Our ability to pay attention is collapsing. From the New York Times bestselling author of Chasing the Scream and Lost Connections comes an examination of why this is happening—and how to get our attention back.
... fresh and well-evidenced ... Hari serves up complicated topics in an accessible, personal, journalistic style that revolves around interviews, not heavy scholarship. The book draws on the insights of a dizzying collection of experts – computer scientists, psychologists, educationalists, childhood authorities, neuroscientists, social scientists. But he manages to adeptly present their ideas in a compact way that smoothly conveys key ideas, though sometimes this method gets a bit too TED Talky (yes, Hari has done TED Talks). Complexities are reduced to three summary points here, six there. At moments, you can visualise the stage presentation and slides ... Rightly, Hari rejects the industry-sympathetic arguments that we are the problem, that if we only had more self-control and spent less time scrolling, emailing and clicking, we could fix ourselves ... In its amiable accessibility and its earnest offer of a basic plan for counteraction, Stolen Focus is a perfect companion (or alternative) volume to Zuboff’s more intimidating and academic Surveillance Capitalism. And it certainly attracts, well, attention.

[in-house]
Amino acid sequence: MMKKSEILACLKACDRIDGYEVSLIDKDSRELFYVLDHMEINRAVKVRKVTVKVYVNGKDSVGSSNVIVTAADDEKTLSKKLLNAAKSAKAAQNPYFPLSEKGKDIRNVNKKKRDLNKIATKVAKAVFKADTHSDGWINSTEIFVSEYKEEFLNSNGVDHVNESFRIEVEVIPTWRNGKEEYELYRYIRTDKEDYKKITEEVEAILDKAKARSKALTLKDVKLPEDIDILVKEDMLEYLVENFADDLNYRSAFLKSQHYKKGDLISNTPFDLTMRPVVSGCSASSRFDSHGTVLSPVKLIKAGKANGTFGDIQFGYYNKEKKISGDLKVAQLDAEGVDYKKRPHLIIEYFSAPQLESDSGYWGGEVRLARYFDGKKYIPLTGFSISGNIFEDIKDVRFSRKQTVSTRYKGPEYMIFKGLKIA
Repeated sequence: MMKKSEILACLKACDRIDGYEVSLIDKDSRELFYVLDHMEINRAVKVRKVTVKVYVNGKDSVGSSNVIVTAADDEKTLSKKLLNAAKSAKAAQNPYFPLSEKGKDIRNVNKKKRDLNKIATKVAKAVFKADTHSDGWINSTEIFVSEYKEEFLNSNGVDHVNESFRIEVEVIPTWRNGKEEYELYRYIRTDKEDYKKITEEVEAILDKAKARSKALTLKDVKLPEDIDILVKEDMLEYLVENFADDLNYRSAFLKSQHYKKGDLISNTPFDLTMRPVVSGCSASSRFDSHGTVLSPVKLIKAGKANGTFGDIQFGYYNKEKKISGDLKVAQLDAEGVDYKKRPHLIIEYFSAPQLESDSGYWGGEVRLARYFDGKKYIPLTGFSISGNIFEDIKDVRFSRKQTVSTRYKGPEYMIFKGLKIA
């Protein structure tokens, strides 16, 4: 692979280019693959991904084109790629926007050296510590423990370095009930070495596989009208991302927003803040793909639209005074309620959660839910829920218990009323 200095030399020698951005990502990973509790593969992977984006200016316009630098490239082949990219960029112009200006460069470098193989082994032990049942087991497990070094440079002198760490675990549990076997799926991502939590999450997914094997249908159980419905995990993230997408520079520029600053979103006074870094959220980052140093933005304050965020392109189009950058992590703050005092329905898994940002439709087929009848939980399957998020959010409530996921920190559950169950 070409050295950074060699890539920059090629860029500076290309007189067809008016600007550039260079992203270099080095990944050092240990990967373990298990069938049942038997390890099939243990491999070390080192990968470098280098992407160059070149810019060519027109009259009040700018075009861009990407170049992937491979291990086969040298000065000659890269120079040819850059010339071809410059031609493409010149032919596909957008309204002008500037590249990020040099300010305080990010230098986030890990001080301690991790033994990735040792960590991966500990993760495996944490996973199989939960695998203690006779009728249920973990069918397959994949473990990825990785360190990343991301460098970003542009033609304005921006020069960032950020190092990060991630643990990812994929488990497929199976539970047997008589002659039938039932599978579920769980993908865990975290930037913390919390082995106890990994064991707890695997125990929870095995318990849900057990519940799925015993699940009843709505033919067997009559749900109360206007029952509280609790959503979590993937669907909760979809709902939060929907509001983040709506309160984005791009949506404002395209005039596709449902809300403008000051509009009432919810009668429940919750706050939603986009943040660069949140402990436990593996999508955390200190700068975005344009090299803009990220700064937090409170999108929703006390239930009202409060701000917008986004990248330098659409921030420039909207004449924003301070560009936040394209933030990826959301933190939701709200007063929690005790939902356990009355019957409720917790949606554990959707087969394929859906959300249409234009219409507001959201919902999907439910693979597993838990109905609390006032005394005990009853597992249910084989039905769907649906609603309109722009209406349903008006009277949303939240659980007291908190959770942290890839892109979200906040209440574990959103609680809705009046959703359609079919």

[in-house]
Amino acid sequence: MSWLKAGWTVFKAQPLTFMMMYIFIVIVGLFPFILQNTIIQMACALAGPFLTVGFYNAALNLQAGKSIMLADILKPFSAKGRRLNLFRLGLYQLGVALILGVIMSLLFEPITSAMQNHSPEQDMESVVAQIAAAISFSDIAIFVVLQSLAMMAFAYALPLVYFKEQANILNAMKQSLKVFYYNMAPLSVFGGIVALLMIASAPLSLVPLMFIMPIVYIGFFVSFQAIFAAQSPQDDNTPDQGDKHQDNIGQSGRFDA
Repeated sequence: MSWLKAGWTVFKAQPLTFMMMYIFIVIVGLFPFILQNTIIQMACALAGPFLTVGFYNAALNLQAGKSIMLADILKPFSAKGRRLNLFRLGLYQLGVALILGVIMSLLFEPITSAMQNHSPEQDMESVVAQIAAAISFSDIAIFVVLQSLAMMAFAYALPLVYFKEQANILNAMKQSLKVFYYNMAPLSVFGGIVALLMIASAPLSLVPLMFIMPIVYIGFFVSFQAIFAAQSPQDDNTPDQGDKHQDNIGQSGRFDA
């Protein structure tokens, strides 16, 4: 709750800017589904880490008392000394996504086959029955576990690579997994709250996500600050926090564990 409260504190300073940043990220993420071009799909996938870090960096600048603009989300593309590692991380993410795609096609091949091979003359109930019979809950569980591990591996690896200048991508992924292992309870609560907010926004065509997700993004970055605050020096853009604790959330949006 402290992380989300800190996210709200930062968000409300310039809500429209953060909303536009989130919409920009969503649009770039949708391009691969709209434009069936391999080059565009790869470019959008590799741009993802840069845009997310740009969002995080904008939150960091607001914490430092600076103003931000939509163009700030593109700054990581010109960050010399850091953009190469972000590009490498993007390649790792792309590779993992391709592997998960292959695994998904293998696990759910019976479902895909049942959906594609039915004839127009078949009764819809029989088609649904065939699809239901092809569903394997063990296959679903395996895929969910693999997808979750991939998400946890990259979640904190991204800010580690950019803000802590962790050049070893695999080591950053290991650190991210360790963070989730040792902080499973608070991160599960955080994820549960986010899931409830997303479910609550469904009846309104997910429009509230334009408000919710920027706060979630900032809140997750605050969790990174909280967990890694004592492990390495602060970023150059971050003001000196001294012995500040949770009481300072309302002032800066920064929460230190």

Where other books about our relationship to technology tend to focus on personal responsibility, stressing the importance of self-control, Stolen Focus takes a step back and examines the ecosystem that created the problem ... Hari’s writing is incredibly readable, and the book combines moments of personal narrative with interviews of scholars and clear explanations of scientific research and experiments.
... well-researched ... draw[s] attention to important concerns while avoiding simplistic self-improvement recommendations ... Some of the chapters are inspiring, such as the one that focuses on the concept of flow, the type of concentration that leads to an almost hypnotic state, where time melts away and thought is inhabited. Even just focusing on focus for this much time is useful, and ends up giving the reader a novel and worthwhile way of measuring our quality of attention ... Since the author prioritizes research, it’s fair to quibble a bit about data. He spends a lot of time talking about ADHD diagnoses (and medications) proliferating, but it’s not clear if that’s because it’s a new problem or just a newly noticed way to deal with an old problem ... That brings us to the blind spot of Stolen Focus. It seems to have been written largely in the Before Times. So the sense of being zonked out on Zoom, which has been the single largest contribution to my personal feeling of having no focus, isn’t addressed, although perhaps the research is just now getting started.